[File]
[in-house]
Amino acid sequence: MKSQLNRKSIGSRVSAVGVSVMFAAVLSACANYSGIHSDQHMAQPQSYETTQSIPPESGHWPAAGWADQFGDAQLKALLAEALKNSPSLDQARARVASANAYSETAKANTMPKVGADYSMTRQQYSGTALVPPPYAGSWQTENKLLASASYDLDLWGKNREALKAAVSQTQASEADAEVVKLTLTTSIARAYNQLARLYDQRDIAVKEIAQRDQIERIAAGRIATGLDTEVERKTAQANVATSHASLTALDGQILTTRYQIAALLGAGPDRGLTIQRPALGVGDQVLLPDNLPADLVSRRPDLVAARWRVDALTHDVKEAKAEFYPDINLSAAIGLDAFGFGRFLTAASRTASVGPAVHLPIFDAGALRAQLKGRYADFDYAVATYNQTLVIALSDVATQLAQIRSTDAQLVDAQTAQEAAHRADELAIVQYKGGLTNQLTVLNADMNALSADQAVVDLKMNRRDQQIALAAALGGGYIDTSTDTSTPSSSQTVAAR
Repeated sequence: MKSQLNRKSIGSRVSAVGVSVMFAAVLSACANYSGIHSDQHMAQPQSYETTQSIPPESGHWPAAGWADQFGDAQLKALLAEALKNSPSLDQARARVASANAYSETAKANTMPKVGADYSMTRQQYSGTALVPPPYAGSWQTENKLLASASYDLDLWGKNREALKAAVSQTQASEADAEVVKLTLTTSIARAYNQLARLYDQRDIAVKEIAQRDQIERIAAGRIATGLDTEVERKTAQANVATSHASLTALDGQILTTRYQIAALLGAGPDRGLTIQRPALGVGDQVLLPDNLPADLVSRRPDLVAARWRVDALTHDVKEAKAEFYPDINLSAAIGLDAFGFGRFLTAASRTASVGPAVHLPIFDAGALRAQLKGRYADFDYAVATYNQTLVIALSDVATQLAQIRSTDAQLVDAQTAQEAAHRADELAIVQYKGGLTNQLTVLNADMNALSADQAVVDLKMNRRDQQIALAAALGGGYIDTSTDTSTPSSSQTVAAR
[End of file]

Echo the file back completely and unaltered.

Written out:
[in-house]
Amino acid sequence: MKSQLNRKSIGSRVSAVGVSVMFAAVLSACANYSGIHSDQHMAQPQSYETTQSIPPESGHWPAAGWADQFGDAQLKALLAEALKNSPSLDQARARVASANAYSETAKANTMPKVGADYSMTRQQYSGTALVPPPYAGSWQTENKLLASASYDLDLWGKNREALKAAVSQTQASEADAEVVKLTLTTSIARAYNQLARLYDQRDIAVKEIAQRDQIERIAAGRIATGLDTEVERKTAQANVATSHASLTALDGQILTTRYQIAALLGAGPDRGLTIQRPALGVGDQVLLPDNLPADLVSRRPDLVAARWRVDALTHDVKEAKAEFYPDINLSAAIGLDAFGFGRFLTAASRTASVGPAVHLPIFDAGALRAQLKGRYADFDYAVATYNQTLVIALSDVATQLAQIRSTDAQLVDAQTAQEAAHRADELAIVQYKGGLTNQLTVLNADMNALSADQAVVDLKMNRRDQQIALAAALGGGYIDTSTDTSTPSSSQTVAAR
Repeated sequence: MKSQLNRKSIGSRVSAVGVSVMFAAVLSACANYSGIHSDQHMAQPQSYETTQSIPPESGHWPAAGWADQFGDAQLKALLAEALKNSPSLDQARARVASANAYSETAKANTMPKVGADYSMTRQQYSGTALVPPPYAGSWQTENKLLASASYDLDLWGKNREALKAAVSQTQASEADAEVVKLTLTTSIARAYNQLARLYDQRDIAVKEIAQRDQIERIAAGRIATGLDTEVERKTAQANVATSHASLTALDGQILTTRYQIAALLGAGPDRGLTIQRPALGVGDQVLLPDNLPADLVSRRPDLVAARWRVDALTHDVKEAKAEFYPDINLSAAIGLDAFGFGRFLTAASRTASVGPAVHLPIFDAGALRAQLKGRYADFDYAVATYNQTLVIALSDVATQLAQIRSTDAQLVDAQTAQEAAHRADELAIVQYKGGLTNQLTVLNADMNALSADQAVVDLKMNRRDQQIALAAALGGGYIDTSTDTSTPSSSQTVAAR